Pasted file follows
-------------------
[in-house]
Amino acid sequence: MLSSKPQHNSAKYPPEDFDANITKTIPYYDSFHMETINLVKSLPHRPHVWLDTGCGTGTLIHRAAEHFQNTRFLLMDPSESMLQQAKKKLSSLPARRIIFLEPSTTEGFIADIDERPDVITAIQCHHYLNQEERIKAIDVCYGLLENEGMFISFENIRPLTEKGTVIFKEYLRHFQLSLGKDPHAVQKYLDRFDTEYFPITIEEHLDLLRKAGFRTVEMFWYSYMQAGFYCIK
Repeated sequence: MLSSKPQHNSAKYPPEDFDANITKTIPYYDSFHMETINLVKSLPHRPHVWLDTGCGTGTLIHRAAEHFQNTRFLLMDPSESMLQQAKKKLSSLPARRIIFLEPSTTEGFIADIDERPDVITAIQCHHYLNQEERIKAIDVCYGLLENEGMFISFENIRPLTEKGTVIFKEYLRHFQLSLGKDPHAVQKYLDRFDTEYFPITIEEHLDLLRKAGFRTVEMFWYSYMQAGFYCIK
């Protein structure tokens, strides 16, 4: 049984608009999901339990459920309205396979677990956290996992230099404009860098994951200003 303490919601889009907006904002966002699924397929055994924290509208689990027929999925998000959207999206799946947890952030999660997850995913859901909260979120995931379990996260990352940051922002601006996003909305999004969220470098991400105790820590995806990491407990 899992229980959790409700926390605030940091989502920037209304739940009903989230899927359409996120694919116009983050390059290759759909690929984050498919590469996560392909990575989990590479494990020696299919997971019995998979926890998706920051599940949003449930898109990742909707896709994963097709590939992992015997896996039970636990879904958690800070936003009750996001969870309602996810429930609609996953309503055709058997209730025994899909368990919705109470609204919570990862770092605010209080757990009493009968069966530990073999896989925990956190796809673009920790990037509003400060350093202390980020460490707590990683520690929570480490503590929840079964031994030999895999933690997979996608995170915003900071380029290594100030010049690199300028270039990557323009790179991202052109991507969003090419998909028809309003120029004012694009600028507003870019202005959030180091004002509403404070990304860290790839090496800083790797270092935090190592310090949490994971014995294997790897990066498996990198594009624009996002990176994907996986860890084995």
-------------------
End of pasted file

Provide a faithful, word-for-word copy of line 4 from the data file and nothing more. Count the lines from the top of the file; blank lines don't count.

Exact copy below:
């Protein structure tokens, strides 16, 4: 049984608009999901339990459920309205396979677990956290996992230099404009860098994951200003 303490919601889009907006904002966002699924397929055994924290509208689990027929999925998000959207999206799946947890952030999660997850995913859901909260979120995931379990996260990352940051922002601006996003909305999004969220470098991400105790820590995806990491407990 899992229980959790409700926390605030940091989502920037209304739940009903989230899927359409996120694919116009983050390059290759759909690929984050498919590469996560392909990575989990590479494990020696299919997971019995998979926890998706920051599940949003449930898109990742909707896709994963097709590939992992015997896996039970636990879904958690800070936003009750996001969870309602996810429930609609996953309503055709058997209730025994899909368990919705109470609204919570990862770092605010209080757990009493009968069966530990073999896989925990956190796809673009920790990037509003400060350093202390980020460490707590990683520690929570480490503590929840079964031994030999895999933690997979996608995170915003900071380029290594100030010049690199300028270039990557323009790179991202052109991507969003090419998909028809309003120029004012694009600028507003870019202005959030180091004002509403404070990304860290790839090496800083790797270092935090190592310090949490994971014995294997790897990066498996990198594009624009996002990176994907996986860890084995």